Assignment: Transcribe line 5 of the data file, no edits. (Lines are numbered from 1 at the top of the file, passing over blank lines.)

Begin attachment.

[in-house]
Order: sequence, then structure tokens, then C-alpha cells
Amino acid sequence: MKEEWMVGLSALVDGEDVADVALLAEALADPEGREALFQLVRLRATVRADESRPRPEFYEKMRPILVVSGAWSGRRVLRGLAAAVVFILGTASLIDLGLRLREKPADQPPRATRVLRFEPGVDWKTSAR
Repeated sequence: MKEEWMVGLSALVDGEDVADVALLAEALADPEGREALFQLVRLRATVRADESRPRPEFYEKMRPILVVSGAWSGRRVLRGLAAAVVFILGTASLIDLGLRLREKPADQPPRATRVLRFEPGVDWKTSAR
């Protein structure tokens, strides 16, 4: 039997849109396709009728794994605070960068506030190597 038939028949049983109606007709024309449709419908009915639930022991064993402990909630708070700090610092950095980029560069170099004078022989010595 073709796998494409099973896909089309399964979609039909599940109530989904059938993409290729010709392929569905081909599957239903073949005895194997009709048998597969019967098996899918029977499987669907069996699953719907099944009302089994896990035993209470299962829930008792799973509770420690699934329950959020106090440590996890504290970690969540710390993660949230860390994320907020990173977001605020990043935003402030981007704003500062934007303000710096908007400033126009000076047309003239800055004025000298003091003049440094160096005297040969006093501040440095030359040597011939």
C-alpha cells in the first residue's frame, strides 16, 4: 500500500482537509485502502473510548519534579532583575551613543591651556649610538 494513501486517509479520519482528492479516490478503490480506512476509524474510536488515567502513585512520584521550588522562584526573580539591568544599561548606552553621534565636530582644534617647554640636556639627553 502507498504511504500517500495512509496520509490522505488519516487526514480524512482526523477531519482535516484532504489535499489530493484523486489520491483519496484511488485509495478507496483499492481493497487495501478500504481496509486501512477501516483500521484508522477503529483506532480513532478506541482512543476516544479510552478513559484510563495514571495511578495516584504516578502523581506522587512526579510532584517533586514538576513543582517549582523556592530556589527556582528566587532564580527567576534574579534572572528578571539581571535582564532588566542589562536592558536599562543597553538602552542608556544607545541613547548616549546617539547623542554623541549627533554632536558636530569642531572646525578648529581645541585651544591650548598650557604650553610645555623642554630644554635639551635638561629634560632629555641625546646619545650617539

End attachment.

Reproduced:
């Protein structure tokens, strides 16, 4: 039997849109396709009728794994605070960068506030190597 038939028949049983109606007709024309449709419908009915639930022991064993402990909630708070700090610092950095980029560069170099004078022989010595 073709796998494409099973896909089309399964979609039909599940109530989904059938993409290729010709392929569905081909599957239903073949005895194997009709048998597969019967098996899918029977499987669907069996699953719907099944009302089994896990035993209470299962829930008792799973509770420690699934329950959020106090440590996890504290970690969540710390993660949230860390994320907020990173977001605020990043935003402030981007704003500062934007303000710096908007400033126009000076047309003239800055004025000298003091003049440094160096005297040969006093501040440095030359040597011939």